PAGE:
Semiconductors are computer chips, such as graphic processing units or central processing units, that are at the heart of the electronic devices we use everyday. Semiconductors are key to graphics processing, machine learning, and computing in general. The market for semiconductors includes smartphones, personal computers, gaming hardware, self-driving cars, cloud-based services and more.
Much of the growth we’ve seen in the electronics industry is a result of the increasing performance and decreasing cost of semiconductors over the past few decades. Better semiconductors have allowed companies to develop electronic products that are smaller and more powerful at lower costs.
As digitization takes over the globe and we become increasingly dependent on technology, demand for semiconductors tends to grow. This trend has been accentuated by the Covid-19 pandemic.
With people working from home and spending more time indoors, demand for personal computers and gaming consoles has grown. There has also never been higher demand for data centers due to the increasing adoption of cloud-based services, streaming media, virtual private networks (VPNs), and online gaming.
Moreover, digital transformation that was expected to take years has been compressed into a matter of days and weeks. Entire industries are being reset, and digital infrastructure is front and center in the transition.
Natural Language Processing, Autonomous Driving, and Recommendation Engines are just some emerging developments that may significantly increase the demand for semiconductors over the next decades thanks to Deep Learning.
Deep Learning Algorithms pour vast quantities of data through neural networks, training them to perform tasks with increasing accuracy. This is typically done by using GPUs to leverage parallel computing. As explained by Nvidia:
“Architecturally, the CPU is composed of just a few cores with lots of cache memory that can handle a few software threads at a time. In contrast, a GPU is composed of hundreds of cores that can handle thousands of threads simultaneously”.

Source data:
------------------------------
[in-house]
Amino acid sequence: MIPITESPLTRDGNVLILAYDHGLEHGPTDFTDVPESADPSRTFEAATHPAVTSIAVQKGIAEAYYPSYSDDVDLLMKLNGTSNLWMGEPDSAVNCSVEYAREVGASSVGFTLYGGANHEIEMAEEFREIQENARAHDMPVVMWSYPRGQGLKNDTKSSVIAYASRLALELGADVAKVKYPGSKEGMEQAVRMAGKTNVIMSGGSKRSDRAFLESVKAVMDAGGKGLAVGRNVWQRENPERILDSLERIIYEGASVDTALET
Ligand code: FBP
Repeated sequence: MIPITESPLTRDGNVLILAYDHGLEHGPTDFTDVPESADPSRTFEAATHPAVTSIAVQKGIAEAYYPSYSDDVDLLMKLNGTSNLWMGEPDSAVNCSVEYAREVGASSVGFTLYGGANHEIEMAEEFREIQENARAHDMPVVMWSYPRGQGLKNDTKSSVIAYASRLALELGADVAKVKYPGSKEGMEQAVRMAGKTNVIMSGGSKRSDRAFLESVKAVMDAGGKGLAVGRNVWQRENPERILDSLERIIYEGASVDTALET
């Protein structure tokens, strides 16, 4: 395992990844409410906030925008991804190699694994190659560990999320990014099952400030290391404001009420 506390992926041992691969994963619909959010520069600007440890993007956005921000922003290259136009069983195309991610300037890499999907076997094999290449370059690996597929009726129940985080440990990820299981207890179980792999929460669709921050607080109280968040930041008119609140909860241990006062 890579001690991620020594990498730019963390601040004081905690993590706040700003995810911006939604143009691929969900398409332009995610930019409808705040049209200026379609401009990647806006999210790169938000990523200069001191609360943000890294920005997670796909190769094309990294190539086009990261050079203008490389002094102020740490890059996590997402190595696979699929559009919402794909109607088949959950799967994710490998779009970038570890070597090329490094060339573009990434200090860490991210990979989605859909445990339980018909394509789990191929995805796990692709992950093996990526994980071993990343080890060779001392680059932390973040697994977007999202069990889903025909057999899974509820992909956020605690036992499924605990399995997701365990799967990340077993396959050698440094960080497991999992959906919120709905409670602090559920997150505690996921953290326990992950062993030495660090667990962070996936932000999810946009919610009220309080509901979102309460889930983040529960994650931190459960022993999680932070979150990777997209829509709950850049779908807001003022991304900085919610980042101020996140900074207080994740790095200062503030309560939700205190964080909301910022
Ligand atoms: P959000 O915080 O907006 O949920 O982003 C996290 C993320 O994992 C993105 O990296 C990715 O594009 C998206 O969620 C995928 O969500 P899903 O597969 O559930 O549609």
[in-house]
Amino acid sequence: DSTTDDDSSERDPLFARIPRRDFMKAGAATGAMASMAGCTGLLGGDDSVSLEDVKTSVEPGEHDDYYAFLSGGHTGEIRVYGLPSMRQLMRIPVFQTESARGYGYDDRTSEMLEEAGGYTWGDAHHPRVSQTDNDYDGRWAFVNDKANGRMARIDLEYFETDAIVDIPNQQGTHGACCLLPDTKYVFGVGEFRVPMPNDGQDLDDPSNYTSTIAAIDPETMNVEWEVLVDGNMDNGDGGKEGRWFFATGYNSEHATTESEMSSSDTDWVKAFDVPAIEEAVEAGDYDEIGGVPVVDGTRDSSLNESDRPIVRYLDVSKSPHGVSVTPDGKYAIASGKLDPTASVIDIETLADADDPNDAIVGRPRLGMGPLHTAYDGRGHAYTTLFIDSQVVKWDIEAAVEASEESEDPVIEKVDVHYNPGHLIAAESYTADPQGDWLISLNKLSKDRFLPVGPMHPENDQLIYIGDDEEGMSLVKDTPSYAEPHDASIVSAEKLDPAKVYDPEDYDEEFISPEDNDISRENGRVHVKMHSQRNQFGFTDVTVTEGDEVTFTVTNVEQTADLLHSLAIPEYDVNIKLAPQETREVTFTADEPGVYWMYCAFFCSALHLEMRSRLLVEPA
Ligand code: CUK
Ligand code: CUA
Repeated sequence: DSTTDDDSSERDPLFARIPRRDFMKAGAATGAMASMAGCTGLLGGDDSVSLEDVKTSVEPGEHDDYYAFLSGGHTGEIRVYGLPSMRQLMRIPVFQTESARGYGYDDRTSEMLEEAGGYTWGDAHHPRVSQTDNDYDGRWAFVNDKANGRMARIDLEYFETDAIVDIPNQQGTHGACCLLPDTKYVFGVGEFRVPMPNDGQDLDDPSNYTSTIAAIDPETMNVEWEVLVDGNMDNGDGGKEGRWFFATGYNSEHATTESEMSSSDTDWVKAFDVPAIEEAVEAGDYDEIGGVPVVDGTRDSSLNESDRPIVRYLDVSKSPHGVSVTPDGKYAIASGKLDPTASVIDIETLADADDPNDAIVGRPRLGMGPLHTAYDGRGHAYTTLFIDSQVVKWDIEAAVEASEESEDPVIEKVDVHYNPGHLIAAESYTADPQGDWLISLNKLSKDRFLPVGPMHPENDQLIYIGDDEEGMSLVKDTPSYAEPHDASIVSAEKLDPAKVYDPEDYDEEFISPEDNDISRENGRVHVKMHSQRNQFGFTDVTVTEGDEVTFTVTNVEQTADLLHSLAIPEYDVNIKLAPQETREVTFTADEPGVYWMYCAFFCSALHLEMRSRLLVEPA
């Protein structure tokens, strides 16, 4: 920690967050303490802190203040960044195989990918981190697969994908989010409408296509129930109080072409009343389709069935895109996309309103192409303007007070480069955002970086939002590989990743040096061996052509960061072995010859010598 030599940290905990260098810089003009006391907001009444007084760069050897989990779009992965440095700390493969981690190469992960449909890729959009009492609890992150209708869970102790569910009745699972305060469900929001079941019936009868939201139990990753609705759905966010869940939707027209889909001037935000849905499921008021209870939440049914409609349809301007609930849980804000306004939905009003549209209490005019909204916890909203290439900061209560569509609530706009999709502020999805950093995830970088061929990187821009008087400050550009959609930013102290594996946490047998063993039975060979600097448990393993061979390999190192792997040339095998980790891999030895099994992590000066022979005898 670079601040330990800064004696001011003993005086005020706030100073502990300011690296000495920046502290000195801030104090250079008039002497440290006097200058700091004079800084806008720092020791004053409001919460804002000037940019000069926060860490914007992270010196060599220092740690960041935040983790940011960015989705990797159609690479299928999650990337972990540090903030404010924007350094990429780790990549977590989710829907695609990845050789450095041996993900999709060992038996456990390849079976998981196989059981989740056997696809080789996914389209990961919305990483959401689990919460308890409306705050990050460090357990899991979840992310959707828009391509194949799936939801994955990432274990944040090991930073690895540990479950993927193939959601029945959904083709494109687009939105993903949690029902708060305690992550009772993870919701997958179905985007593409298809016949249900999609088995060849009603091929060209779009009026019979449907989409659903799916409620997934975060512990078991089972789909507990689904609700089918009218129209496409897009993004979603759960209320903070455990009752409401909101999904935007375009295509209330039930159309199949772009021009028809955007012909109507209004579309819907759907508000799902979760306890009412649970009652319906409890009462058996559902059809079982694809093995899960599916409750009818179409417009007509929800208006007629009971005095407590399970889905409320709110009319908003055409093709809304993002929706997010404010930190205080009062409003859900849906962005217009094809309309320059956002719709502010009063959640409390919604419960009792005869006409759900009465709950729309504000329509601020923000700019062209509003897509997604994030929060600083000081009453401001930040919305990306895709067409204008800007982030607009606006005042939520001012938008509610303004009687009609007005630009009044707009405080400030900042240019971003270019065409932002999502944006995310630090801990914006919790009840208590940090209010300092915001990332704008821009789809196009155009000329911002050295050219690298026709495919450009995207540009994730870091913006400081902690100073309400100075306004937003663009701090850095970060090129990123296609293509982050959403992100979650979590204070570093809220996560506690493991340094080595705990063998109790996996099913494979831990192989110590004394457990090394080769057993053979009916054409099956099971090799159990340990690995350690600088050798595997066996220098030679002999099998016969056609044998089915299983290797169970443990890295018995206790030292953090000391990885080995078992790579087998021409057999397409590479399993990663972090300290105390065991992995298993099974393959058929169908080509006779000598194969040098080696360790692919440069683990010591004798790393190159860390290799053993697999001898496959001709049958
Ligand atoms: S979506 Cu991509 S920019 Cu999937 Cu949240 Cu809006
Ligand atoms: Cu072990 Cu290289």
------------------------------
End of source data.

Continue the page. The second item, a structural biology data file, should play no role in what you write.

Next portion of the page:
This kind of technology has such enormous potential to exponentially accelerate human productivity that PwC expects the market for AI-related semiconductors to grow from US$ 6 billion in revenues in 2019 to more than US$ 30 billion by 2022, a compound annual growth rate of almost 50%.
The Covid-19 pandemic and the US-China trade war have disrupted supply chains over the past year. As a result, semiconductor companies have become more interested in achieving end-to-end design and manufacturing capabilities for leading-edge technology.
Reducing dependence on China isn’t easy and may put companies at risk, though. Yahoo News explains:
“For most semiconductor companies, China is both a consumer and a supplier. China consumes about 50% of all semiconductors made worldwide. Furthermore, many U.S. technology companies either have manufacturing plants in China or use Chinese companies in their supply chains”.
In this scenario, companies like Nvidia have chosen to concentrate their manufacturing in countries other than China, such as Taiwan. Still, no region has end-to-end capabilities for semiconductor design and manufacturing.